When I first started thinking about this album, I had big ambitions. I was like, “I’m gonna do this Kanye stuff, and if that means I work with 200 people, I’m down.” Every once in a while I’ll sit down and write a song by myself, but I really love writing songs with other people. Increasingly that seems like that’s the way that people work. It’s not just pop; that pop way of working starts to encompass the whole music industry. I was always interested in that. I was like, ‘I want to try that. I’m cool with it.’
[I have] huge admiration for the modern collaborative pop album format and [had] high hopes that I could make an album that way, but when push came to shove I don’t really have the constitution. Maybe I’m an introvert. I can’t constantly meet new people and make small talk. It’s crazy! You gotta have sympathy for what these pop stars go through, having to meet three people every day who are so desperate to win you over. At the end of the day, the people I’ve ended up enjoying working with are the people I already knew.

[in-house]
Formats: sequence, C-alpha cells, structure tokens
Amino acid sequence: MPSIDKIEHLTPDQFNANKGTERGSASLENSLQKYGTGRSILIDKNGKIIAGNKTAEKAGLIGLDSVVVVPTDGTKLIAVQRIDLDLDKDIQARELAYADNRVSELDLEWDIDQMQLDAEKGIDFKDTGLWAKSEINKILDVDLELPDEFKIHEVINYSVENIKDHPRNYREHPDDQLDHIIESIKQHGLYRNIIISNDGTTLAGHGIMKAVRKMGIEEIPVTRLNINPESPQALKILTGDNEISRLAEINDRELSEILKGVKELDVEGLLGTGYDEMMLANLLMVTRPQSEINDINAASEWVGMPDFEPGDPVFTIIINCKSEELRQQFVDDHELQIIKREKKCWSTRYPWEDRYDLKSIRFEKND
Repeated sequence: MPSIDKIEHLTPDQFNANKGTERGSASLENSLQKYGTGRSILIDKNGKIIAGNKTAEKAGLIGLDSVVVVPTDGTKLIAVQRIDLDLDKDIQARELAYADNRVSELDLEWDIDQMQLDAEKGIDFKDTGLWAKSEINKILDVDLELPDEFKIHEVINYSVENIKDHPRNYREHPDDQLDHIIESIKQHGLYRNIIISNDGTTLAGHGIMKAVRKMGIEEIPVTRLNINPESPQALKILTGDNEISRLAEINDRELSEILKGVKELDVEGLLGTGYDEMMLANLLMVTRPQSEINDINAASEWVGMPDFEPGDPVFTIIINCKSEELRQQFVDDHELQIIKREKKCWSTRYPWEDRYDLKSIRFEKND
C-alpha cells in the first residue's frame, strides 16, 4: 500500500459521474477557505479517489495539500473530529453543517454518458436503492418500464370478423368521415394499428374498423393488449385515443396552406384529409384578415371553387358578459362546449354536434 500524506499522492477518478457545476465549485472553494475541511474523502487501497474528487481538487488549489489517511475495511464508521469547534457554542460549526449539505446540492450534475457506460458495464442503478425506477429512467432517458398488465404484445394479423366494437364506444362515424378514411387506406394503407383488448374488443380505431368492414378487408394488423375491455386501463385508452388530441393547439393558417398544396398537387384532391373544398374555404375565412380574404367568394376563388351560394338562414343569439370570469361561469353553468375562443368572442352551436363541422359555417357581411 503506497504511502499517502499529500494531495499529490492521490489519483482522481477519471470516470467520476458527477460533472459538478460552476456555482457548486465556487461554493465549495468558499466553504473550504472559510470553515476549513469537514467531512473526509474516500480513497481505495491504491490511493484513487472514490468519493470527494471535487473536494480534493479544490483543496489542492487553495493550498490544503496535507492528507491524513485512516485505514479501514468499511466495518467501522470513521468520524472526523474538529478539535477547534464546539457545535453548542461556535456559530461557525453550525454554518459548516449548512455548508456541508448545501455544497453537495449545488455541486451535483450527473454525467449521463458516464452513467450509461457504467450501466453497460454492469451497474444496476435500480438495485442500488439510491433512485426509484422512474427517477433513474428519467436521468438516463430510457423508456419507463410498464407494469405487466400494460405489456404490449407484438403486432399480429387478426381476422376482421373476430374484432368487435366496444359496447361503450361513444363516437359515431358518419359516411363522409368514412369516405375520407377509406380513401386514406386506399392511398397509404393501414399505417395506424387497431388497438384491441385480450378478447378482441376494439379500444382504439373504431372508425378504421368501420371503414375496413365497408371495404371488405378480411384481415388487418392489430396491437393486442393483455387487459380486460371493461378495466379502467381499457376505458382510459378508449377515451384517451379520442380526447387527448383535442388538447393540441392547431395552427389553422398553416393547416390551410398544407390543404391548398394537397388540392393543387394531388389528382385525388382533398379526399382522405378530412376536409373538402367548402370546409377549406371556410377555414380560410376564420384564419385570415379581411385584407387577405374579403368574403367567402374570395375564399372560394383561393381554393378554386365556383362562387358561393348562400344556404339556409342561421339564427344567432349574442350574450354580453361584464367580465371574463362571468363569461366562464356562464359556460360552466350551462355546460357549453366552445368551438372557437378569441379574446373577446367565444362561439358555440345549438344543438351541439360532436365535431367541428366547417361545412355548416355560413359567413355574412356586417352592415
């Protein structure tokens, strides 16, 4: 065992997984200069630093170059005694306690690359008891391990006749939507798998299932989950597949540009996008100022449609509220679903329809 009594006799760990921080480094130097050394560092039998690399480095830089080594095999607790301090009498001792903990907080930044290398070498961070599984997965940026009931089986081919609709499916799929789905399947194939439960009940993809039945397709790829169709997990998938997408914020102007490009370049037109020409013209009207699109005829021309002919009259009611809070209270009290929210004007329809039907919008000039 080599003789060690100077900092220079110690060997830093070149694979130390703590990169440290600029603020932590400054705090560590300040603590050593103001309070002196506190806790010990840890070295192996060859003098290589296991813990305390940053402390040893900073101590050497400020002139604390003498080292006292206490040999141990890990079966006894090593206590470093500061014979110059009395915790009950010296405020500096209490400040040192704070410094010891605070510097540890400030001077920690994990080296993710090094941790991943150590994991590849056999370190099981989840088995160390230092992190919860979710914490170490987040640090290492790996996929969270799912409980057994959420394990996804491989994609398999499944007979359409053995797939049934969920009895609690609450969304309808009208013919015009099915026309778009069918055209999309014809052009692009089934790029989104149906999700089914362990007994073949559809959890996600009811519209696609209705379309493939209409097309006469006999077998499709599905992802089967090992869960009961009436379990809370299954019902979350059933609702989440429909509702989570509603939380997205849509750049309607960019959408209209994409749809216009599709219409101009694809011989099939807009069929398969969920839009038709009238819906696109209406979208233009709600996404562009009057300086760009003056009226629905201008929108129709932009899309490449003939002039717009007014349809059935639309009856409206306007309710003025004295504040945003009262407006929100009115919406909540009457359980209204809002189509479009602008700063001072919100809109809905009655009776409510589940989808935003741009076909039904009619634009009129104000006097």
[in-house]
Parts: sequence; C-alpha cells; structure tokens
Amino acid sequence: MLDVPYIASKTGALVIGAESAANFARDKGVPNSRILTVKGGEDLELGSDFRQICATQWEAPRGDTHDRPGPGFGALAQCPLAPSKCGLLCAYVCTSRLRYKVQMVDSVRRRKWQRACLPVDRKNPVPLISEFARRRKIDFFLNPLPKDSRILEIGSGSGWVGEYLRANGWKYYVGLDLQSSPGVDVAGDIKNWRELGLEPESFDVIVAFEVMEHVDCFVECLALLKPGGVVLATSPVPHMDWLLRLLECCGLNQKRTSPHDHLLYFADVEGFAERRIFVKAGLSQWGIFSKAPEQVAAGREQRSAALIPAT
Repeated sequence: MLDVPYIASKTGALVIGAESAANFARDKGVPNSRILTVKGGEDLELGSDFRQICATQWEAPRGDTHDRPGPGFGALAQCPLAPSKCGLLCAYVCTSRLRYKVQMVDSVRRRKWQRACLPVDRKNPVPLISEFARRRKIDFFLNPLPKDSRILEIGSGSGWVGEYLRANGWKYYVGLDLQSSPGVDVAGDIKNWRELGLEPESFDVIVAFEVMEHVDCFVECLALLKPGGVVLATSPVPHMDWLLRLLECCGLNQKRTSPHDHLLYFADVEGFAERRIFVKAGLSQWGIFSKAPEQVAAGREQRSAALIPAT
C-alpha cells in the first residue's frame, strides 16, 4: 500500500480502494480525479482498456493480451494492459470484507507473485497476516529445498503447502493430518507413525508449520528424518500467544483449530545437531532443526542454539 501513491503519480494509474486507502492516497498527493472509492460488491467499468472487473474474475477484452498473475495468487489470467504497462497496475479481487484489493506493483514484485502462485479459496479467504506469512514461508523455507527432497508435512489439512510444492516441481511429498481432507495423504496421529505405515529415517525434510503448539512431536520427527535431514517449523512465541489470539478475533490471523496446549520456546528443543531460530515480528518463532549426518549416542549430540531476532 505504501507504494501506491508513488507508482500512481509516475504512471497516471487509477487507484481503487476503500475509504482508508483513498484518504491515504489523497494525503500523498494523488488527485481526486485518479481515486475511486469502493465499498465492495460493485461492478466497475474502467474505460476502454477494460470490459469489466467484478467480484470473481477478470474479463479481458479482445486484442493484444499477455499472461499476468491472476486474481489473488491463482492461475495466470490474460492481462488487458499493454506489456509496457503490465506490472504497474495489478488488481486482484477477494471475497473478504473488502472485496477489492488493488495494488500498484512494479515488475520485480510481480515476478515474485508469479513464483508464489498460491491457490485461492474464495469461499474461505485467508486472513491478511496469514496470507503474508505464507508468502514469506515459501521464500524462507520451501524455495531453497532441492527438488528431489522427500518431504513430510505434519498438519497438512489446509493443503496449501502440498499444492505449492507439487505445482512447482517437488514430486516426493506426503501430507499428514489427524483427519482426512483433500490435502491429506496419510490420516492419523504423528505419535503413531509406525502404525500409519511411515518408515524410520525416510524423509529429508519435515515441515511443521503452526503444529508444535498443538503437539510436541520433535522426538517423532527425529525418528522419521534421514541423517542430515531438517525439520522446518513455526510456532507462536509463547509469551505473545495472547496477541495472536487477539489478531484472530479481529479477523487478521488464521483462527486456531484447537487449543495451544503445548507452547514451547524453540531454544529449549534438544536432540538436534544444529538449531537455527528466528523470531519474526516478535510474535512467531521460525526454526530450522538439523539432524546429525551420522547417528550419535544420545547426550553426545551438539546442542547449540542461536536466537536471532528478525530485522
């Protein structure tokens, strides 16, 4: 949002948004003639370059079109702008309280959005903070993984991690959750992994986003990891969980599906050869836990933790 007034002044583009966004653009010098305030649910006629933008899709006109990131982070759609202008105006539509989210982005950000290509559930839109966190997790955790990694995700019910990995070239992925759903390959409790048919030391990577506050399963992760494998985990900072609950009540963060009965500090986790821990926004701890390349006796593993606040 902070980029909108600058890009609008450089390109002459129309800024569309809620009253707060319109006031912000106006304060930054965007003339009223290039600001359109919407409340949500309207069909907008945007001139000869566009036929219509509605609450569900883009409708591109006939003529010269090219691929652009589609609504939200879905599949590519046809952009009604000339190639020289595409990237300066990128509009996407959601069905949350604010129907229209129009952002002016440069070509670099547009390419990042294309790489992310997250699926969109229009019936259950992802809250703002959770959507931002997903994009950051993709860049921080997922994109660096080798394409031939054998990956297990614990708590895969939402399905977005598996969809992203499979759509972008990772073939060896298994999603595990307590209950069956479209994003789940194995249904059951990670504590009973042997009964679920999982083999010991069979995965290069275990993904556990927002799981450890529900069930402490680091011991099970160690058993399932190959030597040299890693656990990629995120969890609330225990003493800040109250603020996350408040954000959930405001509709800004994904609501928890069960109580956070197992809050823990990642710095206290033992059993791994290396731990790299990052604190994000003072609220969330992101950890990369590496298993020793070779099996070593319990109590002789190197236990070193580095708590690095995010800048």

I take it Ariel’s on the album?
Ariel is a huge part of this album. The first year I worked on the album I was writing so many songs, making so many demos, and it was exciting. I gathered this huge collection of ideas. But that first part of the process, which was when Ariel was finishing the Haim record, now I look back at it as me being out in the wilderness. Once he finished the Haim record, he and I started working more consistently. I was like, “Oh yeah, at the end of the day, there needs to be some consistency.” That’s when the record really started to develop a sound and a vibe.